Don’t let your BIA efforts fall to the wayside; make sure you have strong BIA approach and you’ll end up with a strong BCM / DR program.
It’s great to have many continuity plans and strategies to prepare for and respond to, disasters. However, if they aren’t validated they don’t carry any weight and there’s no way of knowing if they would be any good – useful – when a real situation occurs.
BCM practitioners may make the case for exercising plans but sometimes management may not want to provide the resources – physical & financial – available to validate the plans. There are a few questions that can be posed to executive management to possibly allow for the right kind of commitment and support to validate continuity strategies and plans.
1. Will an exercise increase overall BCM awareness within the organization? Well, let’s face it, if you’re exercising BCM plans, of course you’ll be increasing BCM awareness. Depending upon what you’re exercising and how you manage / facilitate the exercise, awareness will be increased but make it a positive experience or else BCM will end up being something negative in participants eyes.
2. Will the exercise identify potential ‘gaps’ in documented BCM plans and procedures? Let’s hope so. Not only do you want to validate what you have documented and discussed with numerous representatives but you also want to find things that may be wrong in the plans – not just what’s right.
3. Is there potential for the exercise to provide ‘learning opportunities’ for participants and the organization in general? If managed correctly and viewed as a positive experience, then employees will learn from the exercises – and from each other. In some cases, they may even be working with people they wouldn’t normally encounter in their daily operations.
4. Will the exercise provide an opportunity to leverage the results for further corporate gain and benefit? They should. If you can show that you’re exercising you plans – and have documented proof of them (Exercise Charters, Executive Summaries, Issue Logs etc) then you can use this information to help respond to RFPs etc and develop a stronger case for a potential client to choose your organization over a competitor. Having a strong BCM program can be used for competitive advantage.
5. Can the exercise provide skills and knowledge transfer between participants? Depending on what is in scope for the exercise, participants may need to seek assistance from other people in the organization for guidance. For instance, if a Single Point of Knowledge (SPOK) isn’t available to rebuild the payroll server because they are busy with other initiatives, they may be able to pass along their knowledge – as best they can – to another resource who will do it for the exercise, this way people are talking to each other and learning from each other. This is a simple example but you get the idea.
6. Can the exercise increase the responsiveness and effectiveness of the organization should a real disaster (or other event) occur? Simply put, the more practice people get the better they become, whether that be BCM or in any other area. Whether you have a large scale situation or a smaller scale incident, you’ll be better prepared if your people – and the processes and plans – are better prepared and knowledgeable. Enough said.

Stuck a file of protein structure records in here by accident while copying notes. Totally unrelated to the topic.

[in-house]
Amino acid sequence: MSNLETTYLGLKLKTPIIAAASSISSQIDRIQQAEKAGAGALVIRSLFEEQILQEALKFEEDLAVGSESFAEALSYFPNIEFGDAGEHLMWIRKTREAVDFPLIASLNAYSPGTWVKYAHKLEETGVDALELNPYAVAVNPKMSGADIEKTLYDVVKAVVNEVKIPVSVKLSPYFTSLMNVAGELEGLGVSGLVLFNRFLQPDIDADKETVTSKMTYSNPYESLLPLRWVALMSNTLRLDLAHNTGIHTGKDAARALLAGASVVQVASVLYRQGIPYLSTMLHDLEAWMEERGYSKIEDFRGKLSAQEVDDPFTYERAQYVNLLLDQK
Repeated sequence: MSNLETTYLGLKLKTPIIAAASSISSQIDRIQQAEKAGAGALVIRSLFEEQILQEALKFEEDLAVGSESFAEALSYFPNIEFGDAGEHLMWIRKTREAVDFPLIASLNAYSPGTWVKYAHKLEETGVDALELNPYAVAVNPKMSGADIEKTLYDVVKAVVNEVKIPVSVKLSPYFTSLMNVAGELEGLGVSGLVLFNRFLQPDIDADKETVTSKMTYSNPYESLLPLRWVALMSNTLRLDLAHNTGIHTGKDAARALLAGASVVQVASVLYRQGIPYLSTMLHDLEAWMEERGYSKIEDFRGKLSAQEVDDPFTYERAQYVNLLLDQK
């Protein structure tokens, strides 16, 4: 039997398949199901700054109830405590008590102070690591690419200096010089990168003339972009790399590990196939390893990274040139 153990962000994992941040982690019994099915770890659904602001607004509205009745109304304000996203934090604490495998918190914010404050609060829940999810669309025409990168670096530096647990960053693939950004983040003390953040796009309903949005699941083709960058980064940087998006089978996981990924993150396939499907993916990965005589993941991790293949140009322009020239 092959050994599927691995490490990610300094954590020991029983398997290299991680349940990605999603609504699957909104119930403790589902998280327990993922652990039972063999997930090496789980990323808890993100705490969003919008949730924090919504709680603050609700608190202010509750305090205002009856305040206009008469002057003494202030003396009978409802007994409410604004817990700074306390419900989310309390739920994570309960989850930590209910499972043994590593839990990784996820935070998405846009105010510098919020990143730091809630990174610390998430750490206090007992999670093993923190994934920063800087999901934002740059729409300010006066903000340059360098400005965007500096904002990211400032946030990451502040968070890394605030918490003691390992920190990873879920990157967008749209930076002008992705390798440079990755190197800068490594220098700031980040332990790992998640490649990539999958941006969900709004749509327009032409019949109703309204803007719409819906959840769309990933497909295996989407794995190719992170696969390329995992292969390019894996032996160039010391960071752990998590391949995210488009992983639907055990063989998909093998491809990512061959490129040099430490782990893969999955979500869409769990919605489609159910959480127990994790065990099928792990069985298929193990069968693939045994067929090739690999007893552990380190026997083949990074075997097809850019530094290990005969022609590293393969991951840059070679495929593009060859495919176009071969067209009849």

If any answer is ‘yes’ to the above questions, you’re well on your way to securing the support for validating continuity strategies and plans. Exercising only makes a person – or in this case, a program – stronger more robust.
© StoneRoad 2013
Check out our revamped shop at http://www.stone-road.com. We’ve added lots of new document templates to help get your new BCM / DR program off the ground – with more on the way. Each comes with built-in instructions so you don’t need to try and figure it all out on your own. You can even manipulate the templates if you want to so they address your specific need. Our goal is to show you ‘how’ to do things not just tell you ‘what’ you need to do.
Here’s a sample list of what we’ve got so far:
1 – Test-Exercise Project Change Request Template – $9.99
2 – Test-Exercise Scope Statement (Charter) – $29.99
3 – Test-Exercise Executive Summary – $29.99
4 – Operating Unit Business Continuity Plan (BCP) – $79.99
5 – Business Impact Analysis (BIA) (This one along can cost thousands for a software application.) – $79.99
1 – Employee Logistics Plan – $tbd
2 – BCM/DR Program Policy Template – $tbd
3 – BCM / DR Program Overview (As a bonus, this will include the Policy template) – $tbd
If there’s something specific you’re looking for, send us an email. We’ve got lots in our arsenal and alwasy building new templates so we may just have what you need and just haven’t gotten around to getting it up on the site. We can always build something for you. You can reach us at firstname.lastname@example.org.
StoneRoad: Reducing Corporate Suffering Through Continuity Planning.
The StoneRoad Team
StoneRoad 2013 (C)
We’d like to give you a friendly reminder that if you’re attending the Australian & New Zealand Disaster and Emergency Management Conference in Brisbane, Australia (May 28-30, 2013), StoneRoad founder A.Alex Fullick will be presenting the topic “Heads in the Sand: What Stops Corporations from Seeing Business Continuity as a Social Responsibilty” on Wednesday, May 29, 2013. If you’re in the neighbourhood stop by; you’re sure to hear a great presentation.
StoneRoad 2013 (R)